Thursday, July 6, 2017

Workforce Report - 2017

Moments after stepping off the plane from New Orleans I headed into San Francisco to present at the Northern California Human Resources Association's Compensation Conference.

After a week of interacting with 10's of thousands of HR Professionals, a few questions remained:
1. Why aren't things changing at a more expedient rate?
2. What is something new we can do that will actually work?

I left SHRM17 with a mission to help organization find their Utopian Employee Experience.

... The concept was immediately applied at NCHRA's Compensation Conference. 

What is Your Employee Value Proposition?
We asked attendees to answer this question... answered varied.

In essence, your Employee Value Proposition addresses a single and all-important question:
Why would I want to work at your company more than anywhere else?
  • Do you have a better compensation package?
    • Is optimal pay enough to create an irreplaceable Employee Experience?
  • Is there a clearly defined opportunity for advancement?
  • How is working at your company like no other professional experience?

How Do You Know?
After reviewing an extensive research project, I heard a couple of attendees express their distaste with surveys.

Nobody cares about having a best friend at work, but it is a far better experience working with people who you like.

People will not answer questions honestly if they know their answers will be analyzed and held against them.

If a survey comes from HR, one will not express candor if it will only get them in hot water.

Why are you asking the same questions over and over and only on an annual basis?

You can gather employee insight through:
  • Idea sharing portals (or even a suggestion box)
  • Light touch, frequently administered, pulse surveys
  • Conversation.... (this is the ability to leave your office and engage Employees in face-to-face communication :()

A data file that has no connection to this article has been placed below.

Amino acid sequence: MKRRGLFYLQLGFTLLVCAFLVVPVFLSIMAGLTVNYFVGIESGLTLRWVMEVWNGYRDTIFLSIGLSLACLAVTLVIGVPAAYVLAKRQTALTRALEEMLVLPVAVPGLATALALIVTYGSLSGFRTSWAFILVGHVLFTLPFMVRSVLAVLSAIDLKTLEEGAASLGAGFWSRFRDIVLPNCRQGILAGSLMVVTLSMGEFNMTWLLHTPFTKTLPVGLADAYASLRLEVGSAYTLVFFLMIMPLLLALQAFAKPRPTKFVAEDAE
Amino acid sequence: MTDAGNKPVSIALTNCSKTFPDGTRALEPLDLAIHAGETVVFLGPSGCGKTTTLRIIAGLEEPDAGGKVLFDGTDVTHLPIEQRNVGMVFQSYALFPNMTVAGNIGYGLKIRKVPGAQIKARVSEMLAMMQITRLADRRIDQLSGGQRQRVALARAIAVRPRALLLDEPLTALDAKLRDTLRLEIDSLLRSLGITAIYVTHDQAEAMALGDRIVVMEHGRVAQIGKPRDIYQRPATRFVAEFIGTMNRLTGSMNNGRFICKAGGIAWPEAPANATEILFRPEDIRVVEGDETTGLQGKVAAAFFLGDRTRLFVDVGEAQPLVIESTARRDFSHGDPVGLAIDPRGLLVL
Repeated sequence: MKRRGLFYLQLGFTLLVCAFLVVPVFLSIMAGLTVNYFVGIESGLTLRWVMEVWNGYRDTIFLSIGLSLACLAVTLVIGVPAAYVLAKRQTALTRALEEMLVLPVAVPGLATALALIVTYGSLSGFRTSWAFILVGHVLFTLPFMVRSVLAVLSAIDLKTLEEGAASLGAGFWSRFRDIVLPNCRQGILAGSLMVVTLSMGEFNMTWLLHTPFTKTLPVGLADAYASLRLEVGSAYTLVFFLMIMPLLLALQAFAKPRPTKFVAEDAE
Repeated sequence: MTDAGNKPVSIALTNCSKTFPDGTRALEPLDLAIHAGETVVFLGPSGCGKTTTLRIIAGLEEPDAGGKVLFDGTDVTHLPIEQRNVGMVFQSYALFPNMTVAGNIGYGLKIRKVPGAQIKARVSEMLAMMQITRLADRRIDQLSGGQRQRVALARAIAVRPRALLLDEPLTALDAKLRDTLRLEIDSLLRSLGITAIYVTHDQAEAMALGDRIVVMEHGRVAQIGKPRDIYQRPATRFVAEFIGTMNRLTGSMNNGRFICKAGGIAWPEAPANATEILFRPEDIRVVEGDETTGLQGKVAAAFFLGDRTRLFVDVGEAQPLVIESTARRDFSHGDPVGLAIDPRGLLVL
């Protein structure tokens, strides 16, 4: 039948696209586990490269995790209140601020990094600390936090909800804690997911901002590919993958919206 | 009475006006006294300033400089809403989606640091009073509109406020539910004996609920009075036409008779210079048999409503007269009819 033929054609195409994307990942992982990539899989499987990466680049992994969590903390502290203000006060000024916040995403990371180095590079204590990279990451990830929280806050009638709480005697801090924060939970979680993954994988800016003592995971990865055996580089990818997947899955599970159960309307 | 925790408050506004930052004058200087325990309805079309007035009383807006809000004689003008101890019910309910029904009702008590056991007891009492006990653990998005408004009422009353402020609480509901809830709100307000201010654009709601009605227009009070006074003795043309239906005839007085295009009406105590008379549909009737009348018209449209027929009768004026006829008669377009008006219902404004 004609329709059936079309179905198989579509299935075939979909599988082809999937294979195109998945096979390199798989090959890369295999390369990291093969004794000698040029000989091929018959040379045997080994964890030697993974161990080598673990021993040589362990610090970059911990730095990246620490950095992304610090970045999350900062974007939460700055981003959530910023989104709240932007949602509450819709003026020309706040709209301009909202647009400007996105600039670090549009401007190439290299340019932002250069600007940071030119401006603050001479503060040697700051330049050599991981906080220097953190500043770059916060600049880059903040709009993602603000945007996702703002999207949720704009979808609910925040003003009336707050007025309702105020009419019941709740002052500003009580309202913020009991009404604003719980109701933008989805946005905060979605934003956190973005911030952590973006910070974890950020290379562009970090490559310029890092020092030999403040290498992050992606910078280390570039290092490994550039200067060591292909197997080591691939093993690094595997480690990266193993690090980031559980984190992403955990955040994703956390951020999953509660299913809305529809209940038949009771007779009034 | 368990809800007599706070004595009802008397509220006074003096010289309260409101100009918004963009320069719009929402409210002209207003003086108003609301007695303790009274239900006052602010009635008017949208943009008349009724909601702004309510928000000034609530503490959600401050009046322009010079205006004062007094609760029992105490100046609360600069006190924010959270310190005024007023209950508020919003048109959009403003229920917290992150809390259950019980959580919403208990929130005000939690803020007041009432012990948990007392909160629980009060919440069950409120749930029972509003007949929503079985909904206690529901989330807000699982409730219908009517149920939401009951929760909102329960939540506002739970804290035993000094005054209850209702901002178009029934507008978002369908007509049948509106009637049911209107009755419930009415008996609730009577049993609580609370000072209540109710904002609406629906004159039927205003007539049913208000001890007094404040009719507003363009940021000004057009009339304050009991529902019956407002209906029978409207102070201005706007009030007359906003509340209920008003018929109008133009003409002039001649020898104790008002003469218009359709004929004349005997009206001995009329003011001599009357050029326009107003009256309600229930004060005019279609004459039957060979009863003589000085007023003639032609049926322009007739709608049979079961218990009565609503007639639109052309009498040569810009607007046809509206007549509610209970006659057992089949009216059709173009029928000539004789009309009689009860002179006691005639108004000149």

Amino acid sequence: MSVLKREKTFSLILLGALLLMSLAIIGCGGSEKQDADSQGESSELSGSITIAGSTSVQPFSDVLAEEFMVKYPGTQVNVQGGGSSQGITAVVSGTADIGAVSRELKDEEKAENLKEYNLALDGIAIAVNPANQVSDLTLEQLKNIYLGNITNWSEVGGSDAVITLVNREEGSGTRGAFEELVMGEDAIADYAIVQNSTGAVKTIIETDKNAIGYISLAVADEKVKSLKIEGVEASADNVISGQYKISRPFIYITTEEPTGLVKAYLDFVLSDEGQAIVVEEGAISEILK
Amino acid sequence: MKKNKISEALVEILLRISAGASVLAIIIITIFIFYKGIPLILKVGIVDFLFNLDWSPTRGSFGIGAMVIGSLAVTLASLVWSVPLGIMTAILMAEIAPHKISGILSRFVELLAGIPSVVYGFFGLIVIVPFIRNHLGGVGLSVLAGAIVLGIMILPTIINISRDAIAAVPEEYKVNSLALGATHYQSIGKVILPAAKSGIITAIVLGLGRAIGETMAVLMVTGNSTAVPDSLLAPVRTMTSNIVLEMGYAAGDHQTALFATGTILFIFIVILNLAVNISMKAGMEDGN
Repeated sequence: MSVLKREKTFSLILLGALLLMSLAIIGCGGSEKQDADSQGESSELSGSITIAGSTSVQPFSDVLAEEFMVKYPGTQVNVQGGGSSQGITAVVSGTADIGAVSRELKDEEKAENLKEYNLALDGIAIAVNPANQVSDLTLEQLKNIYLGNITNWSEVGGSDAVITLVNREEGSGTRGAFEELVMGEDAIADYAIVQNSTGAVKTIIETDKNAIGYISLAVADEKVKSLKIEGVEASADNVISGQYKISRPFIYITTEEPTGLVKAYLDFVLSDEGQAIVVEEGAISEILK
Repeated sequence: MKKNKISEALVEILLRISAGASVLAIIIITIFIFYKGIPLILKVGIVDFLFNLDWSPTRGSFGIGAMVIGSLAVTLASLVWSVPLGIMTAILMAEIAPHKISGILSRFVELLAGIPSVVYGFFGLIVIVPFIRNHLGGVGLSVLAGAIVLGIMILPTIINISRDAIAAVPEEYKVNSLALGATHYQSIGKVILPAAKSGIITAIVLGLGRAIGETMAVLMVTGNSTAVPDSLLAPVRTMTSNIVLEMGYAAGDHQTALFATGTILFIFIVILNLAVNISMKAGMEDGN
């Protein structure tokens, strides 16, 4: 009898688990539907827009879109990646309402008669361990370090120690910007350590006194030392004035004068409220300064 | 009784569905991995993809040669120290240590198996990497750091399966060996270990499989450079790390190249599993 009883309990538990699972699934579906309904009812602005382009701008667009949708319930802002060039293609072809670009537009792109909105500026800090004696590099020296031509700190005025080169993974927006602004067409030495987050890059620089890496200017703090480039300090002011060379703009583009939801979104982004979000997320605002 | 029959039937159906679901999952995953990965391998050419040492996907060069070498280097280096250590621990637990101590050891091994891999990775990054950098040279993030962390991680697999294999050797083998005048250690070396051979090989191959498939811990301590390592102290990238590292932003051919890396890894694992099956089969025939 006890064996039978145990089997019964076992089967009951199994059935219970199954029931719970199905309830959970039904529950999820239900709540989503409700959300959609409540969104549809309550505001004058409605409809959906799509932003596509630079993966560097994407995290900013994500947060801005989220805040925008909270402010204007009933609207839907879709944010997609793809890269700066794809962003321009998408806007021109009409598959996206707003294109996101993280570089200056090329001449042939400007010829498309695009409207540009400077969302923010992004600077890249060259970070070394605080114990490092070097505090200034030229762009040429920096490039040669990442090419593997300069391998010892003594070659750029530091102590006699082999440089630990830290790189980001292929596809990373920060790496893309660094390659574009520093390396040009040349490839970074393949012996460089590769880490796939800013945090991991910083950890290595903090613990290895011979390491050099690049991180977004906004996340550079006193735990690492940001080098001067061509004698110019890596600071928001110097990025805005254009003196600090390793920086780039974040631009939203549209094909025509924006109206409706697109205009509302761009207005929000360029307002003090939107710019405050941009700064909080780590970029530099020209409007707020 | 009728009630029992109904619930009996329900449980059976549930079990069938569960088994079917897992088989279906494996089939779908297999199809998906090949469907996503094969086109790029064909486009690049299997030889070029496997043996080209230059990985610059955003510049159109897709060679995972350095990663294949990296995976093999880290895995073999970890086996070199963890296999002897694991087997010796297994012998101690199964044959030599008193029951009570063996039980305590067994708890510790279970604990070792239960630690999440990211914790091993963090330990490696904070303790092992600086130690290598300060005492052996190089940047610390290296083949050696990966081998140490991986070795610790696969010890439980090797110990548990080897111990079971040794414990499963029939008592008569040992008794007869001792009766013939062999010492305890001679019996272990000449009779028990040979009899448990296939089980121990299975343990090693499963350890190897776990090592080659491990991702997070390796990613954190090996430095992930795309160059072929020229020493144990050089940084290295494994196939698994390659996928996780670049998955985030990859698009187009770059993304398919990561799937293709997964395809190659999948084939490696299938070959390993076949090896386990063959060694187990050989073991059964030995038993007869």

What Are You Gonna Do About It?
Anyone can ask questions and/or gather opinion. Action Planning is a strategic necessity that commonly remains unmet.

A company I worked for once decided to alter their performance management process by having employees evaluate their managers. HR gave the results to said manager and asked that person to take action to improve their approach. Several managers embraced the concept and used the feedback to fuel their development. A few, however, tried to find out who said what about them.... their ego and tenured entitlement fueling their mission to keep their incompetence private (which was the intent of the process restructuring in the first place).
  • Managers who failed to comply scared all their employees from submitting candid feedback going forward.
  • HR did not follow up with employees to understand the managers method for benefiting from workforce feedback.
  • Many quit.... except the managers in denial who continue to drive great talent away to this day.
This is a prime example of a good idea having an adverse effect:

~ You can spend a million dollars on tie tacks, but if nobody wears ties this "reward" will do more harm than good.

~ If you ask for opinion but do not take action, employees will fail to trust.

~ Without HR Intervention in workforce planning, incompetent middle managers will continue to drive away the leaders of tomorrow. 

Opportunity Missed
I was emailed an annual survey by our VP of HR accompanied by a diatribe of all the great programs our company offered. Authenticity was impossible, results would not be a cause for action planning and a workforce conduit positioned himself as a shill for upper management's lack of workforce understanding.

Collection of information should present a GAP analysis to understand areas of improvement.

If you are only asking for employee opinion to put a "best place to work" trophy on your receptionists desk, you are missing an opportunity to evolve.

Micro-Management has given way to Purpose-Driven Leadership!

For planning purposes, the opinion from the trenches matters more than those of the C-Suite.

Innovation is a human practice with a defined, strategic path.

Employees would rather have opportunity for advancement than pats on the back.

It is imperative that we are crystal clear in reforming our company purpose, that we validate through feedback and action plan for the future with transparency at the forefront.

Don't Forget to Remember!

Dave